Lonesome volume 1: The Preacher’s Trail


By Yves Swolfs, coloured by Julie Swolfs; translated by Jerome Saincantin (Cinebook)
ISBN: 978-1-80044-000-5 (Album PB/Digital edition)

In comics, Western skies are at their most moody and iconic when seen through European eyes.

On the Continent, the populace has a mature relationship with comics. They collectively recognise what too many here still dismiss as “kids’ stuff” as having academic and scholarly standing, as well as meritorious nostalgic value and the validation of acceptance as a true art form.

Myths and legends of the American Old West have fascinated Europeans virtually since the actual days of stagecoaches and gunfighters. Hergé and Moebius were passionate devotees of cowboy culture and stand at the forefront of the wealth of stand-out Continental comics series. These range from Italy’s Tex Willer to such Franco-Belgian classics as Blueberry, Comanche and Lucky Luke, and tangentially even children’s classics like Yakari or colonial dramas such as Pioneers of the New World and Milo Manara & Hugo Pratt’s superbly evocative Indian Summer.

Lonesome: La piste du prêcheur debuted in 2018, the first volume of a gritty, historically-grounded drama with supernatural overtones, similar in tone and mood to Clint Eastwood’s High Plains Drifter.

It is crafted by veteran Belgian taleteller Yves Swolfs, who was born in April 1955 and – like most kids of that generation and geographical location – probably grew up surrounded by imported and home-generated cowboy culture.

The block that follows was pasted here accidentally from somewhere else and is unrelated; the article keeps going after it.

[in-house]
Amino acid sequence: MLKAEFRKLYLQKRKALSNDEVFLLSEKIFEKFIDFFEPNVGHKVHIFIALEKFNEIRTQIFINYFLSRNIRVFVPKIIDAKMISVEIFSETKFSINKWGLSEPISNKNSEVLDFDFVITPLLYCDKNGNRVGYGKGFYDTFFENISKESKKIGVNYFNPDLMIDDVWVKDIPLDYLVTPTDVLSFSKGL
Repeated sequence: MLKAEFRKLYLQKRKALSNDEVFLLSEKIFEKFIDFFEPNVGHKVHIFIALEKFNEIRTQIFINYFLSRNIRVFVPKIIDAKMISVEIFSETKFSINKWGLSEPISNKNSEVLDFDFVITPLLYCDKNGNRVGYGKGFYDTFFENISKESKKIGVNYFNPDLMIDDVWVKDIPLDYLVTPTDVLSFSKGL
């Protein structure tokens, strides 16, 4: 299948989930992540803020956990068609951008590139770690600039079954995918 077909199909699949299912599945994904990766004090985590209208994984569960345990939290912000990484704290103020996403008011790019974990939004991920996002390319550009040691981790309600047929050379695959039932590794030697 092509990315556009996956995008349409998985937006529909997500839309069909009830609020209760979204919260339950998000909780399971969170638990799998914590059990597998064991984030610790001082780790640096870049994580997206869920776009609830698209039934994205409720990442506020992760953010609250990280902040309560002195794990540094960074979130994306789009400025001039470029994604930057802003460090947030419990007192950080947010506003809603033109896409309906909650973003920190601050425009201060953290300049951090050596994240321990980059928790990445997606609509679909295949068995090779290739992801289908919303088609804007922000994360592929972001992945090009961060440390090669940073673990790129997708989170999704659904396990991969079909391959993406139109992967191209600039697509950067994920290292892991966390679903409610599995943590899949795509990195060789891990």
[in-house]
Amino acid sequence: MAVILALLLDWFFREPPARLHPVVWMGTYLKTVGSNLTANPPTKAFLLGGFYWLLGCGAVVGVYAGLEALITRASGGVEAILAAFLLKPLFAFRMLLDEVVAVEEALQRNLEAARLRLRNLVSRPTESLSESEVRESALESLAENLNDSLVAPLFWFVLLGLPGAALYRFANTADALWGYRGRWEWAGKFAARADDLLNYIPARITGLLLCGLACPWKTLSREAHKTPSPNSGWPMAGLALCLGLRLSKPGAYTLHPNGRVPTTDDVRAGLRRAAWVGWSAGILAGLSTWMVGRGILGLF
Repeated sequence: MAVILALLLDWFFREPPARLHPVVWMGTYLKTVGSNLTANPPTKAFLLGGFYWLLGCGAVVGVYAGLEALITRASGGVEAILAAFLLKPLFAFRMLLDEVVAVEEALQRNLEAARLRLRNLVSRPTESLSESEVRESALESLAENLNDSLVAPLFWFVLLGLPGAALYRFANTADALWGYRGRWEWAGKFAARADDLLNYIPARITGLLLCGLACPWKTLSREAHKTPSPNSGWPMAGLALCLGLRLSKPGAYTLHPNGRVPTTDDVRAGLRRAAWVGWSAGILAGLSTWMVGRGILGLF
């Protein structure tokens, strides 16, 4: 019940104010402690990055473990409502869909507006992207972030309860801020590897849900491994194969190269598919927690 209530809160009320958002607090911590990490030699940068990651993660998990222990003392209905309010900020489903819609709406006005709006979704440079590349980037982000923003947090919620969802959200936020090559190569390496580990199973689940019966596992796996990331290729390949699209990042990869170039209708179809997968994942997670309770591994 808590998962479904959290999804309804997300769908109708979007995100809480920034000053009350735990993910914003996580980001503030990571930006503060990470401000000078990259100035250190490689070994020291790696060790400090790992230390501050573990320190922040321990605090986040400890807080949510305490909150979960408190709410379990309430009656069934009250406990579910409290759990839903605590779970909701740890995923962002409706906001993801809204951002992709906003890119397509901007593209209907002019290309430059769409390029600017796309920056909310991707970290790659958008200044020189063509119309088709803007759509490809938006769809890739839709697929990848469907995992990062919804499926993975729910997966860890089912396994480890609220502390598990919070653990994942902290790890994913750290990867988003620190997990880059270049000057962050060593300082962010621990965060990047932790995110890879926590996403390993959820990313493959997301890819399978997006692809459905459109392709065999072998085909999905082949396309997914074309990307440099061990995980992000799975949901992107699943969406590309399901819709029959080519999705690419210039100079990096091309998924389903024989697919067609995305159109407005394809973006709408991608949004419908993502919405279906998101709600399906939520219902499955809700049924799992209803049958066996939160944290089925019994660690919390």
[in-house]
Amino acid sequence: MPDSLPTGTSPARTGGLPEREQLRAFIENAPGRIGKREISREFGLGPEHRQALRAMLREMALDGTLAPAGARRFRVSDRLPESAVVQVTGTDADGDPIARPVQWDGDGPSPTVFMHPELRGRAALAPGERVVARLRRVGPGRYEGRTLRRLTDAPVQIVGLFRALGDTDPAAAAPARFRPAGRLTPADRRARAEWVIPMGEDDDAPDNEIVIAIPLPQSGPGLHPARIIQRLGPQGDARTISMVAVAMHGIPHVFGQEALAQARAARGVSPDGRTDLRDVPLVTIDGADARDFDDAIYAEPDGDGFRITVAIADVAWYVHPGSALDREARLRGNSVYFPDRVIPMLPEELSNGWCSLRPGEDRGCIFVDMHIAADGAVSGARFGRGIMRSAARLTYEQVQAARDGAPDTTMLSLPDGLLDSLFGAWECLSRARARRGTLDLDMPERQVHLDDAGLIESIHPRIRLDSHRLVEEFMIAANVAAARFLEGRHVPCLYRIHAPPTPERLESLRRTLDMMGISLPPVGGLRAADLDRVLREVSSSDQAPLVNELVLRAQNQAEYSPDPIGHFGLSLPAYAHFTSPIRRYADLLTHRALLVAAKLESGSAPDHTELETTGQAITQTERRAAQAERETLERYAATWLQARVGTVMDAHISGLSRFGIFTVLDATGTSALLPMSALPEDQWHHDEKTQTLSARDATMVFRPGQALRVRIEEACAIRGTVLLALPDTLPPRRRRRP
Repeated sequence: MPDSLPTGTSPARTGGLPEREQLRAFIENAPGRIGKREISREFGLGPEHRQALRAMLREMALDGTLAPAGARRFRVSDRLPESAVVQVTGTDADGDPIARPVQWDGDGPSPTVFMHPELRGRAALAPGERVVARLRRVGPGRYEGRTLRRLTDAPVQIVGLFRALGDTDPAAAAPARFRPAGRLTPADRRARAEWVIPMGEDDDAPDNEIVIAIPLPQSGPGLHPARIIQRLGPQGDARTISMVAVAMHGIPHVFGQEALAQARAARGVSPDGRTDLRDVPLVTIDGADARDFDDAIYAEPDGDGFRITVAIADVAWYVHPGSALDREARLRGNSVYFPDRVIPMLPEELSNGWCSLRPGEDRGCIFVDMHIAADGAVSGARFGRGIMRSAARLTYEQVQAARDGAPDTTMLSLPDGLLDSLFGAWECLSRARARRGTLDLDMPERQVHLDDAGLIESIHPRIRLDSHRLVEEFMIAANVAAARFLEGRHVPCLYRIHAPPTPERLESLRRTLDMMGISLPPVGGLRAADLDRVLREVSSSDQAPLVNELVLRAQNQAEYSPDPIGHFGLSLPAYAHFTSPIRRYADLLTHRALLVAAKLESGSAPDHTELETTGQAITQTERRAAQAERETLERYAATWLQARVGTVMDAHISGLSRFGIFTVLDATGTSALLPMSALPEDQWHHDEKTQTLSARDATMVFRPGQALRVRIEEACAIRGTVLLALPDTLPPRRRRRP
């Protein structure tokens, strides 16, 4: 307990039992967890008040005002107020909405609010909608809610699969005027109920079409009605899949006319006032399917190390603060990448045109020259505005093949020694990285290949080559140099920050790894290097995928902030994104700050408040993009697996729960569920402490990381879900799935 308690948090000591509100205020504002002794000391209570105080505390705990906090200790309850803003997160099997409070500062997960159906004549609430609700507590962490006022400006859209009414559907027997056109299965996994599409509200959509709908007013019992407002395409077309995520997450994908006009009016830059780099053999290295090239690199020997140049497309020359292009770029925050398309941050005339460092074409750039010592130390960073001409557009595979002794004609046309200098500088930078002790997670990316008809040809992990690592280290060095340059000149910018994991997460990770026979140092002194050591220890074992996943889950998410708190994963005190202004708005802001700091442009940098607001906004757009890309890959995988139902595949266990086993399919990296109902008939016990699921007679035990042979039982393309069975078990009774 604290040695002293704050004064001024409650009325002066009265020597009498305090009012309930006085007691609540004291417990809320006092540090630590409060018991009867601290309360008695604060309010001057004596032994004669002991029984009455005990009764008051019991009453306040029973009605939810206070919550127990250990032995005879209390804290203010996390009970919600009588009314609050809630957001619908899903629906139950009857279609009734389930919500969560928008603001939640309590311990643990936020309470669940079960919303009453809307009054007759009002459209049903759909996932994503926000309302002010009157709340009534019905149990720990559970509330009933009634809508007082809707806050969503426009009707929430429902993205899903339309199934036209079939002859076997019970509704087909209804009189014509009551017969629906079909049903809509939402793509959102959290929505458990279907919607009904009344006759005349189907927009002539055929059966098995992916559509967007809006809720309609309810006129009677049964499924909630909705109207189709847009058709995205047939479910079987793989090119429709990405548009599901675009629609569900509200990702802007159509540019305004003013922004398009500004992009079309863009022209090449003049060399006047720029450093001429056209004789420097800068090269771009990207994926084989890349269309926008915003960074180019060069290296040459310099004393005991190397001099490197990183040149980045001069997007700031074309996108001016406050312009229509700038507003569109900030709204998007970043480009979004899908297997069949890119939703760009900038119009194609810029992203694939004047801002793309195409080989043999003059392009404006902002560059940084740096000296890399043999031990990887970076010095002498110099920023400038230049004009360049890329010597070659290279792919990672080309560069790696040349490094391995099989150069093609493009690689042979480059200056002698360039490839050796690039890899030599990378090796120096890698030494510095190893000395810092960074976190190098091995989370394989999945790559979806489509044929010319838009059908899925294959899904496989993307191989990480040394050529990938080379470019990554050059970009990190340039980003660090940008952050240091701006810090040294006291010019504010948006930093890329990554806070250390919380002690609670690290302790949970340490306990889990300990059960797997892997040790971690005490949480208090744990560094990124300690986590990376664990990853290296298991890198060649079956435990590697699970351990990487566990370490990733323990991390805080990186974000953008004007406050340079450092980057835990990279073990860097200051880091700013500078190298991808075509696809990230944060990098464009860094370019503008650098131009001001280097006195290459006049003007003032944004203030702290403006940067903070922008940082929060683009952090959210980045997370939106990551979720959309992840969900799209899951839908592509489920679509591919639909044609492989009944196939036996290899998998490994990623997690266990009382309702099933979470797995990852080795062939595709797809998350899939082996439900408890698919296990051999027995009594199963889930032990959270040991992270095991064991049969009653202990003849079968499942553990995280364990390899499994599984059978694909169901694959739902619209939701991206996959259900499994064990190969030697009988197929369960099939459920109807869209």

He studied Literature and Journalism at Brussels’ Saint-Luc Institute before joining Claude Renard’s Atelier R comics studio, in 1978. His first stories were published in the studio’s own Le Neuvième Rêve magazine before stepping out into the field of commercial design and illustration. His first success was a western: Durango was published by Éditions des Archers in 1980 and ran for four decades, under various publishers. The feature was inspired by cinematic spaghetti westerns of the 1970s and served as  a staple source of income as Swolfs experimented with other genres: French Revolution-set historical drama Dampierre (1987); horror fantasy Le Prince de la Nuit (1991); dystopian sci fi thriller Vlad (2000) and contemporary thriller James Healer (2002).

Always busy, in 1999 Swolfs scripted western Black Hills 1890 for illustrator Marc-Renier and in 2003 wrote and drew medieval fantasy saga Légendes, amongst a host of other comics projects. He relaxes by playing in a rock band.

The Preacher’s Trail opens in 1861, with a solitary rider trekking through snow-enveloped wastes in the savage period of mounting tensions leading to the American Civil War. Newly-created territories Nebraska and Kansas have been a proxy battleground for the North and South since 1854, with slave-owners’ agents and radical Abolitionists clashing and stirring up the citizens for religious, political and commercial reasons. Blood has been spilled by anti-slavery “Jayhawkers” and Missouri’s “Border Ruffians” indiscriminately and the entire region is a powder keg waiting to explode.